New Day and Decisions

Dec 5 / Joel Medley
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Blog Synposis

With fewer than 30 days before the end of this calendar year, now is the time to pause and reflect on personal and professional goals. Evaluate the progress made. Find the success and shortcomings. Try to understand why for each. With the lessons learned from that process, and the 3 questions provided, you can then prepare goals for 2023!
Several months ago, it happened - a personal situation with a professional application.

At the end of a longer-than-normal workday, I was shutting down the laptop; and my three oldest kids came entered the office with a look of horror on their faces. They proceeded to tell me a mad person was in the driveway demanding to speak with me. I inquired as to why, and they broke eye contact. I re-asked my question with a little more firmness. Finally, one of them spilled the beans – they had been throwing rocks and something might have, possibly (but highly doubtful), could've hit this person's home.

In meeting with this irate neighbor, they were much more direct – your kids were throwing rocks and many of those rocked bounced my garage door. When they stepped outside to tell them to stop, the kids bolted, and they watched which house they ran towards. I thanked them for letting me know and shared I would stop by in a few minutes.

After some “Family Talk Time,” I was able to get to the bottom of this situation – our kids were not throwing AT the house (but at some concrete piping that rested on the property line) and a ricochet was the "cause" of hitting that garage door.  Not great, but better than them just standing there and hurling stones at a home.

All three of them put on their shoes and, together, we went to apologize. This step, more than any other, drove the message home because they had to reflect individually and learned to own their actions. Those new neighbors were gracious. The kiddos received an appropriate consequence for their choices, and we had a great discussion about cause and effect.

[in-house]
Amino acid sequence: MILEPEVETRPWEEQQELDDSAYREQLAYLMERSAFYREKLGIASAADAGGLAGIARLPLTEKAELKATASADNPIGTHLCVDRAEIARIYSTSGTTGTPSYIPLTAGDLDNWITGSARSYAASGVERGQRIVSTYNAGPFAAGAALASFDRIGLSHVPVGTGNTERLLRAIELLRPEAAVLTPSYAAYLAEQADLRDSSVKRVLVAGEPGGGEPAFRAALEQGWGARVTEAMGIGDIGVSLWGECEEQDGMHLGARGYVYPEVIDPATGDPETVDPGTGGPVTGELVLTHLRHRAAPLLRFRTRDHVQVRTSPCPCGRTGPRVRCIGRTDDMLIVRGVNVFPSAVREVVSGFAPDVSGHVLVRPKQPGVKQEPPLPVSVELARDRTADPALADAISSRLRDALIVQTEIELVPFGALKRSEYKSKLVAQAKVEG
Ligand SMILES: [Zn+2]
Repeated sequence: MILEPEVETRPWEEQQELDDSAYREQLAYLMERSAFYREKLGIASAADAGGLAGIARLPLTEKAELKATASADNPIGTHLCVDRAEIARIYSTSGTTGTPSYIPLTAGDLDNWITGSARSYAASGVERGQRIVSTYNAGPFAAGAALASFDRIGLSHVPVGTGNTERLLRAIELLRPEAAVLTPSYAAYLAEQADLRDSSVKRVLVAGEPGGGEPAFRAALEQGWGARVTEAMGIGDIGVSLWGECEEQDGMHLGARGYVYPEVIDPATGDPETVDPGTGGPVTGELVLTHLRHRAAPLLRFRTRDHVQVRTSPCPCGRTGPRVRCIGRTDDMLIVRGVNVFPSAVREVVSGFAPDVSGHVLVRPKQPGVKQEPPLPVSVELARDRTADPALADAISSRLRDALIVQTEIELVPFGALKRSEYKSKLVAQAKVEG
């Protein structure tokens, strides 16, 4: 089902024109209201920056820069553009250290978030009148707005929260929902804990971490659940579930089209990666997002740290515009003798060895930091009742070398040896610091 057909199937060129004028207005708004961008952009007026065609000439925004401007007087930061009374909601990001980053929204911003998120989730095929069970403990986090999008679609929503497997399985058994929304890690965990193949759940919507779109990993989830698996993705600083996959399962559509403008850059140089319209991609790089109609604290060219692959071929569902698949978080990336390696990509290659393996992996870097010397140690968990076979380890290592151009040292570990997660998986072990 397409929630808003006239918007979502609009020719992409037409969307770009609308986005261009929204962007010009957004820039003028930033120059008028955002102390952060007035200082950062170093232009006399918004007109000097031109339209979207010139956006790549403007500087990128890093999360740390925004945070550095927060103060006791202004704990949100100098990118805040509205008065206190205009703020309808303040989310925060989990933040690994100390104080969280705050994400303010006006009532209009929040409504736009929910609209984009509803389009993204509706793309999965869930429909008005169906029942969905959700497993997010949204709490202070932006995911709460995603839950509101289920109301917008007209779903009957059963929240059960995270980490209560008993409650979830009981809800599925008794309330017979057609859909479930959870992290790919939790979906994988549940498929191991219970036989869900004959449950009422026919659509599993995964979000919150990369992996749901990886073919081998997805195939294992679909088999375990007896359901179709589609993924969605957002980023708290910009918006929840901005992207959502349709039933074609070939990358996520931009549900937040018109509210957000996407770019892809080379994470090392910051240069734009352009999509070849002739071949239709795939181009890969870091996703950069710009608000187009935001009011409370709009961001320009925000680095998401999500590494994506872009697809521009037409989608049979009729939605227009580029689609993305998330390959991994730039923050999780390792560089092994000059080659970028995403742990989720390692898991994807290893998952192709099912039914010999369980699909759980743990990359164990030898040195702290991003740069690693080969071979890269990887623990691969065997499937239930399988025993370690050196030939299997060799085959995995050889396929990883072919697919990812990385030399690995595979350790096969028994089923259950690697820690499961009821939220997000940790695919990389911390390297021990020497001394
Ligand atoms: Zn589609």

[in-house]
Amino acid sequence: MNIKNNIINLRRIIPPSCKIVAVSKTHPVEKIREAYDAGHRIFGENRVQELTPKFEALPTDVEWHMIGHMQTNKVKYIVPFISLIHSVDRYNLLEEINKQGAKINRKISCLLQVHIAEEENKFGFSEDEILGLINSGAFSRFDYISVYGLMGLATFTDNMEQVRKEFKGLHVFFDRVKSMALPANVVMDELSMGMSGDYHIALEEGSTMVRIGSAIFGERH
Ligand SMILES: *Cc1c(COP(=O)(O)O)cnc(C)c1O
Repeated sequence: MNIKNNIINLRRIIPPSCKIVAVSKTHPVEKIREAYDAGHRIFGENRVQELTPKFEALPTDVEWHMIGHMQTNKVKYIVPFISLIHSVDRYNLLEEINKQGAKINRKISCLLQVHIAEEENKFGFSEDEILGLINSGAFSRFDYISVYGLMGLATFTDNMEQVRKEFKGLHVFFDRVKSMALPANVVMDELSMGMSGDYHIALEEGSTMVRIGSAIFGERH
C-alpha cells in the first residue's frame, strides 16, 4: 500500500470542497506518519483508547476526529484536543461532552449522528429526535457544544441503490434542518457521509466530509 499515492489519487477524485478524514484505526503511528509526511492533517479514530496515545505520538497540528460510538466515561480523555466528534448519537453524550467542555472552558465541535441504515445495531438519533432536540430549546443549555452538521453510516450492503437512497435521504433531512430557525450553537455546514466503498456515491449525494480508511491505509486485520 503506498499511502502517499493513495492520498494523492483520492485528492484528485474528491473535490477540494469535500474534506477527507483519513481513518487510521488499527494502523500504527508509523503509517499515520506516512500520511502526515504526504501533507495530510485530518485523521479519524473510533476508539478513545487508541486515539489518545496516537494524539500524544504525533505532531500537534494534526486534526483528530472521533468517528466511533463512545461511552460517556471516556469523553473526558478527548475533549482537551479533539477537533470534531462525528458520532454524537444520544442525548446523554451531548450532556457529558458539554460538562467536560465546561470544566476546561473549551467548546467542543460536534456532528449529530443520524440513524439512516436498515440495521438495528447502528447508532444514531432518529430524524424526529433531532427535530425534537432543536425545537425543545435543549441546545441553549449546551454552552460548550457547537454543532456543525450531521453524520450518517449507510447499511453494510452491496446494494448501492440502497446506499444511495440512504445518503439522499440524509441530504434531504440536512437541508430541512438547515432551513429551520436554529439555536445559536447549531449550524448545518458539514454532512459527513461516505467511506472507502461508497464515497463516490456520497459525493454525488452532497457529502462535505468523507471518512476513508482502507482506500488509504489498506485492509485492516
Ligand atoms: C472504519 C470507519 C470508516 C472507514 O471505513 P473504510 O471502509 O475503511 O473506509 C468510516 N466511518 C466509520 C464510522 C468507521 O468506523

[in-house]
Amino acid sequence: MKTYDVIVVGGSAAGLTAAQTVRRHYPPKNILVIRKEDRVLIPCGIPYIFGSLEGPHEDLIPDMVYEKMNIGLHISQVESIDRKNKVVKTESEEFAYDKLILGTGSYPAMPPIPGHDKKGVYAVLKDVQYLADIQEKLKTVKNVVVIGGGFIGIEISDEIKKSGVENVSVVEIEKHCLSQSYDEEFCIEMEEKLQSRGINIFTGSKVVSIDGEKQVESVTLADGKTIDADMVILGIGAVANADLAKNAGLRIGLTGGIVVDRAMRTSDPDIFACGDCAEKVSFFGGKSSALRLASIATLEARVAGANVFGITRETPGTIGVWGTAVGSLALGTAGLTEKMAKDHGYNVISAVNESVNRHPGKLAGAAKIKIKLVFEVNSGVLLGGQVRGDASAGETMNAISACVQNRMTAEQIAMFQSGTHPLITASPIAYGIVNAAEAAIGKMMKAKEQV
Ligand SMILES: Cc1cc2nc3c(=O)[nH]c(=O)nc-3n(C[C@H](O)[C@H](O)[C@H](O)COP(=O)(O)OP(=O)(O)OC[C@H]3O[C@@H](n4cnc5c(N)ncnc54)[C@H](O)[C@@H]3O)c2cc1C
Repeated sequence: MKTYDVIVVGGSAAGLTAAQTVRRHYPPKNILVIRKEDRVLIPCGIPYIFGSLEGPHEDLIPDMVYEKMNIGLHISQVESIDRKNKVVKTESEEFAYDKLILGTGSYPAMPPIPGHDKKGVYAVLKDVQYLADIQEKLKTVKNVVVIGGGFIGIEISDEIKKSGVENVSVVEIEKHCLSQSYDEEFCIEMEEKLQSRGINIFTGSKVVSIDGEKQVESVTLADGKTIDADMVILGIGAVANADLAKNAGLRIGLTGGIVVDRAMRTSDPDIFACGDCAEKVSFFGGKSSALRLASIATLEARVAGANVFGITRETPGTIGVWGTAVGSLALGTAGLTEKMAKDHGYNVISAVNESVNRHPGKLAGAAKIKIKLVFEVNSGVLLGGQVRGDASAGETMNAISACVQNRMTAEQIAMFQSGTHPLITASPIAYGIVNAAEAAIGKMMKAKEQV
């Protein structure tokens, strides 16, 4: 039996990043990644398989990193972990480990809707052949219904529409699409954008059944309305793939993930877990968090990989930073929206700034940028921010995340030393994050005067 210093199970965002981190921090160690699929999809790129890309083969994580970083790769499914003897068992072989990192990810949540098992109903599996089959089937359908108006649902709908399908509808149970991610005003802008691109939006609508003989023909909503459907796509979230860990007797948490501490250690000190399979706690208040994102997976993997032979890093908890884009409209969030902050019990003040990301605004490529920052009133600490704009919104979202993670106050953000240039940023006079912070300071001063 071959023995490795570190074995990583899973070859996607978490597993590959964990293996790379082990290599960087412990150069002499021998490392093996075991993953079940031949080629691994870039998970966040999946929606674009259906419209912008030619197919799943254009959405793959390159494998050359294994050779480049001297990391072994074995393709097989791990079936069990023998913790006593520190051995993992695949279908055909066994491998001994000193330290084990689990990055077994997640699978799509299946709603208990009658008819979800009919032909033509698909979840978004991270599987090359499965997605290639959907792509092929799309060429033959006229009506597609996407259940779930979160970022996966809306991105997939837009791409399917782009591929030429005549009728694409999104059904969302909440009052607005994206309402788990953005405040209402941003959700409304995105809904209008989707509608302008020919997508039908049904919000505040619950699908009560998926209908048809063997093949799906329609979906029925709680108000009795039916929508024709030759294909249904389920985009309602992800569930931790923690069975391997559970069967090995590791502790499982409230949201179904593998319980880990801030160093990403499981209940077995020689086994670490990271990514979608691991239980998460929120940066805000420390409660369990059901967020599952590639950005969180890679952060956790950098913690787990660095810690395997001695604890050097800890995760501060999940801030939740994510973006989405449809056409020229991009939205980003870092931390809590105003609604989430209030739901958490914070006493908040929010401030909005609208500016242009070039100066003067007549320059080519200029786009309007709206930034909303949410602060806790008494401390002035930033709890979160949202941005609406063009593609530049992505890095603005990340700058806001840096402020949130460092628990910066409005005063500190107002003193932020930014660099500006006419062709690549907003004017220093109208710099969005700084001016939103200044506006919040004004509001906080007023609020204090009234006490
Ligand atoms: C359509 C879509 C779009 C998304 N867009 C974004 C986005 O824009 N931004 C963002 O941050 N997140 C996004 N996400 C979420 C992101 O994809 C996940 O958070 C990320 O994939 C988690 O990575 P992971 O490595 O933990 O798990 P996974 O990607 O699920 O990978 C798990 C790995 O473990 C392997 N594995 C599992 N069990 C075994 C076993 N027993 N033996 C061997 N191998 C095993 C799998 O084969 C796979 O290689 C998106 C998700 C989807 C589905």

Before they went to bed, I gave them 30 minutes to answer three questions:
  1. What results did you receive and how happy are you with them?
  2. What actions did you take to get those outcomes?
  3. In hindsight, how should you have acted differently?

The next morning, at breakfast, we discussed their answers to those questions.  At the end, I shared with them an image similar to the one below:  New Day. New Decisions. New Direction.


Day. | Decisions. | Direction.
We talked about how they earned, through their actions, what the neighbors think about them. Everyone is the ONLY one responsible for that reputation. They are also the ONLY ones that can take steps to change.
This perspective is a central core to self-leadership, and it was a good reminder for me (and maybe you).

Keep this always in your mind, particularly in these circumstances:
    (1) If the design did not turn out as hoped, well, tomorrow is a new day.
    (2) Maybe a deadline was missed because other things got in the way.  Now, there's an opportunity for new decisions related to priorities.
    (3) Perhaps satisfaction ratings from a whole-staff training were lower than anticipated satisfaction, so a chance to use data and create a new direction with that topic is in your future.
    (4) It could even be that students achieved greater than anticipated and others need to know what instructional practices were utilized.

The applications are endless for your personal and professional life!

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